in East Bengal (that became the eastern wing of Pakistan). A further blow
came with the flight of capital in the 1980s, but the state is now turning
the tide and industry is growing fast actively promoted by the government.
An important factor in this is also, the Vice-Chancellor says, that the
Green Revolution was introduced in West Bengal from the 1980s, and has
created an increased demand for industrial goods in the rural areas.
If Swedish biotechnologists are interested in collaboration
in this venture it would be more than welcome. The Dean of the Science
Faculty, Dhrubajyoti Chattopadhyay, Prof.
of Biochemistry, Calcutta University, would be the contact person for
We also discussed the international collaborations at Calcutta
university. They have a Memorandum of Understanding, MoU, about general
exchange of faculty and students and joint research projects with Brookes
University in Oxford, UK. They also have MoU’s with universities
in South Korea, Singapore and, most importantly for us, with Uppsala University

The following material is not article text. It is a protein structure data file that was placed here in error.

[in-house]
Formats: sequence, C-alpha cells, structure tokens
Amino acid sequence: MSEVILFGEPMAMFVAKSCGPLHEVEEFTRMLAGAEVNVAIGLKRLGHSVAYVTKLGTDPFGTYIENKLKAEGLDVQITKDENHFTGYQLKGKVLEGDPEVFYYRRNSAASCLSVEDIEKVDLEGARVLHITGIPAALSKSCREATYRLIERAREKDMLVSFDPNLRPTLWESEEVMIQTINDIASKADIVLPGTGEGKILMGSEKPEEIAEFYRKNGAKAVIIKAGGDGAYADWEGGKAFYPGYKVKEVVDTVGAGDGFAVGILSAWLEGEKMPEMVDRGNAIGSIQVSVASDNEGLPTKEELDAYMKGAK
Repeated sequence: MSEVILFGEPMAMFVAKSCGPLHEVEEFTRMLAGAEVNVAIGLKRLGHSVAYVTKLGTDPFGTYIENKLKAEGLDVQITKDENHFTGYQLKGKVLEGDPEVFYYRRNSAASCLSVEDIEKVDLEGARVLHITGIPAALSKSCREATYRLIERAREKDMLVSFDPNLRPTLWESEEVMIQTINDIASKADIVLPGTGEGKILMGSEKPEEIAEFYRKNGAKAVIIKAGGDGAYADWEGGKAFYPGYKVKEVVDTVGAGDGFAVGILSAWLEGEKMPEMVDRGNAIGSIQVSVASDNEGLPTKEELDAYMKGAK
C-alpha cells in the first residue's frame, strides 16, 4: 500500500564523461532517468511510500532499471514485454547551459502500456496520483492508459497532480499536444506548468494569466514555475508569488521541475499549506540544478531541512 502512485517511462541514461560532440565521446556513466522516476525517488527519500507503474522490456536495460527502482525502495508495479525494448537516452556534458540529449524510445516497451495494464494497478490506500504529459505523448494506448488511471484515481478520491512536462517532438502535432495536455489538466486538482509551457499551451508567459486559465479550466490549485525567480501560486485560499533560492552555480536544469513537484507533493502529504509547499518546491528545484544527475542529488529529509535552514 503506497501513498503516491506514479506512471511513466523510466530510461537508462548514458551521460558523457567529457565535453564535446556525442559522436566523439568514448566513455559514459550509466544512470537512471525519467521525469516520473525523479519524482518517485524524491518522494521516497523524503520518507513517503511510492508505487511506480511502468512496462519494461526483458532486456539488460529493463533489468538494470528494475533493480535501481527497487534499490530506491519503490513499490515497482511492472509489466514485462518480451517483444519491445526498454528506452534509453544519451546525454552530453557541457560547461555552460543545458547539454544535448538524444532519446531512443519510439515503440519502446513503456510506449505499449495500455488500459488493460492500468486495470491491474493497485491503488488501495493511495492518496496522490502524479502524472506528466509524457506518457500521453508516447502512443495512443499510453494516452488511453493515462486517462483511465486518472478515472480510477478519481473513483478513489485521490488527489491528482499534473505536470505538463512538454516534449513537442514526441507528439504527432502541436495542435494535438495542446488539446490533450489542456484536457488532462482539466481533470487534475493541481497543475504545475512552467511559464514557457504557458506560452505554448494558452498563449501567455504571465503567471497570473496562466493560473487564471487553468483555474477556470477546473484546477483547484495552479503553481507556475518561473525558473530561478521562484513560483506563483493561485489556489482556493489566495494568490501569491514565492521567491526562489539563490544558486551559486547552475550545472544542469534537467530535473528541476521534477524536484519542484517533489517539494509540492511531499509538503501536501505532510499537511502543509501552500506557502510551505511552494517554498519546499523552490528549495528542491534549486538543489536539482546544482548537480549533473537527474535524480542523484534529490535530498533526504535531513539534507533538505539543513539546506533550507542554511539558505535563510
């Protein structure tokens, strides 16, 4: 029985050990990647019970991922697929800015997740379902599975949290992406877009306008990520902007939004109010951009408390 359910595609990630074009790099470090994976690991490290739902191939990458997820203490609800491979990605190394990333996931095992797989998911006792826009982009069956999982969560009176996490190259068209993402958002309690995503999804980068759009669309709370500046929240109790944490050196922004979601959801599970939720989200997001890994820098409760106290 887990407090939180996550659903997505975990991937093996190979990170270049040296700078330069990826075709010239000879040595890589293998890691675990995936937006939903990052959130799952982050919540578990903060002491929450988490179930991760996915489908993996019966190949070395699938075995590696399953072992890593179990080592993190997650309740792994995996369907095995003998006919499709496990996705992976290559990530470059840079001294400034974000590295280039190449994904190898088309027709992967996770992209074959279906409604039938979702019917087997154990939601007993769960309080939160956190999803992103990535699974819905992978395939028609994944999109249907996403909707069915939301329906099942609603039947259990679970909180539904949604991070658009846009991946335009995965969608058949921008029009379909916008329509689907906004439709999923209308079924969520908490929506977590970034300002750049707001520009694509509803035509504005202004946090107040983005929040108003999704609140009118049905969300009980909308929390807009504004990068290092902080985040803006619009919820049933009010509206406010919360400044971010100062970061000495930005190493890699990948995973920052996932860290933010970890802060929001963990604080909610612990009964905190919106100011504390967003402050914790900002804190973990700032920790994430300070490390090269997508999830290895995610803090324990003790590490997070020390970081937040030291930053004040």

in Sweden. There is scope for much more. Prof Banerjee expressed his deep
appreciation of the co-operation between the departments of History and
Cultural Anthropology at Uppsala history and the Dept. of History at Calcitta
University, more about this below.
Meeting in the Department of History, Alipore
campus, 21 November 2005
the Vice-Chancellor’s office at College Street, right in the middle
of north Kolkata, we travelled down south, passing the city centre, Victoria
Memorial, the race course, Taj Bengal Hotel and Zoo, reaching the highrise
building of Alipore Campus, just in front of the historic National Library.
We were invited to a meeting with some of the researchers at the Dept.
of History, who have an established collaboration with Uppsala University.
More information about this collaboration.
faculty members had gathered in the conference room for a lively meeting,
led by Prof. Arun Bandhopadhyay,
Dean, Post-Graduate Faculty of Arts (photo to the left). This
is strong department with 300 students at MA and PhD level, and with 16
people in the faculty.
The co-operation in a programme on ”Environmental History as an
Emerging Field of Education and Research” with Dr. Gunnel
Cederlöf and others at the departments of History and Cultural